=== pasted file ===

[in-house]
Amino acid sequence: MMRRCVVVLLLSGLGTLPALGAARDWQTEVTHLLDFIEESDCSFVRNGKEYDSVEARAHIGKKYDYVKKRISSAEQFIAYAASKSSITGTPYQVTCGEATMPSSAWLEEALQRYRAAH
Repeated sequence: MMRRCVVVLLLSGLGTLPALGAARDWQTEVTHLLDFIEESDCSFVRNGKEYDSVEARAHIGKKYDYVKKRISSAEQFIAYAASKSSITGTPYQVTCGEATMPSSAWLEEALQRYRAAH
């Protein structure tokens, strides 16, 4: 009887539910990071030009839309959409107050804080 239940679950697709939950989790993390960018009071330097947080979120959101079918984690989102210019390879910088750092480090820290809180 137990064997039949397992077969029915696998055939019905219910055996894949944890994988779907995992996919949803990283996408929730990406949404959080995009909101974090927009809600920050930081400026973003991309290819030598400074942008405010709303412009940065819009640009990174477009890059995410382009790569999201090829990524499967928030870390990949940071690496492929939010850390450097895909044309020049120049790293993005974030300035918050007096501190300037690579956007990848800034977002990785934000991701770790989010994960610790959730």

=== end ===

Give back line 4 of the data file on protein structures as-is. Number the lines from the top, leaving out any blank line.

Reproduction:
């Protein structure tokens, strides 16, 4: 009887539910990071030009839309959409107050804080 239940679950697709939950989790993390960018009071330097947080979120959101079918984690989102210019390879910088750092480090820290809180 137990064997039949397992077969029915696998055939019905219910055996894949944890994988779907995992996919949803990283996408929730990406949404959080995009909101974090927009809600920050930081400026973003991309290819030598400074942008405010709303412009940065819009640009990174477009890059995410382009790569999201090829990524499967928030870390990949940071690496492929939010850390450097895909044309020049120049790293993005974030300035918050007096501190300037690579956007990848800034977002990785934000991701770790989010994960610790959730």